Then I will speak to teachers to see if there are materials they need for any new or existing classes and work with them to bulk up specific subject areas. I’ll also periodically read book reviews and blogs to make sure I know what is current. I love it when someones asks me to buy a book for our collection that I’ve already acquired!
As for fiction, I tend to buy books that speak to me. Having been at Urban for over 7 years, I kind of have a sense of what students may want to read for fun. I use blogs and reviews as well as American Library Association prize winners to find what will be the best for our collection. My favorite prize is called the Alex Award and highlights books published for adults that will appeal to teenagers. I usually love these books and have no problem marketing them to Urban students (City of Thieves is a great example!).
I also buy books that are suggested to me by teachers, staff, and students. I will also buy a book that a student needs for research if it is affordable and has a broad appeal.
While I sometimes order materials through amazon.com or bn.com, I typically use a book jobber, which is the librarian way of saying book vendor. I use Ingram, and they send books just as fast as amazon.com and typically for the same cost. I can also use Ingram to search for prize winners, or to find books on a very narrow topic that are vetted by experts and not just a random internet-user.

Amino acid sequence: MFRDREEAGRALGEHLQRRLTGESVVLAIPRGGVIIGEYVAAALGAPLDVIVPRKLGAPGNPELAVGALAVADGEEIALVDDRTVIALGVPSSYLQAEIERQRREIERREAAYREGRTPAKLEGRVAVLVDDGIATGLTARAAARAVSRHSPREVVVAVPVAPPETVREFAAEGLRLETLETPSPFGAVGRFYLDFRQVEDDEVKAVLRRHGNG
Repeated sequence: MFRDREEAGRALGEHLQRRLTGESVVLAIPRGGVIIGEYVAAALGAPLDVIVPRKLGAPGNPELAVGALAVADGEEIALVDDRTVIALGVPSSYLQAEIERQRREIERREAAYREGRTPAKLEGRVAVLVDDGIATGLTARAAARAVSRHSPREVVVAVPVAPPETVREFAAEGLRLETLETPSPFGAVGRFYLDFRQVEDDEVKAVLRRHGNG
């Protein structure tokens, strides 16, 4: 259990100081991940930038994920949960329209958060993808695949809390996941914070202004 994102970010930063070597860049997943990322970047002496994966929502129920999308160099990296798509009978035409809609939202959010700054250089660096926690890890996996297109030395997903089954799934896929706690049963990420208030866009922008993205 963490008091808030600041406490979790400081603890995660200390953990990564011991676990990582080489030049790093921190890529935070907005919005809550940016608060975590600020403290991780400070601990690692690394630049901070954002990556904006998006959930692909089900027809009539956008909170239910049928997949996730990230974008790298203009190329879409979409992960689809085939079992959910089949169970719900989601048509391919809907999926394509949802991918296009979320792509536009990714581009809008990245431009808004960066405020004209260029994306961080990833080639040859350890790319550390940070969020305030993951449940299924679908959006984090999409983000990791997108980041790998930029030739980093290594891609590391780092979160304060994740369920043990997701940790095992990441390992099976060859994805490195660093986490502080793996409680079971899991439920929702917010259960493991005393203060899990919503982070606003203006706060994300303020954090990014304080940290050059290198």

Collection Development also include taking materials out of our collection. Since we are small and mighty, I have to keep our collection at just under 10,000 physical items. Every year I weed books out of the collection. How do I decide what to take out of the collection? Again, I must ask a few questions.
- When was the last time this book was checked out?
- How old is this book (especially important with medical and science books)?
- Is the book damaged or dirty? These I will often replace or repair if I can.
- Does the book reflect the current curriculum?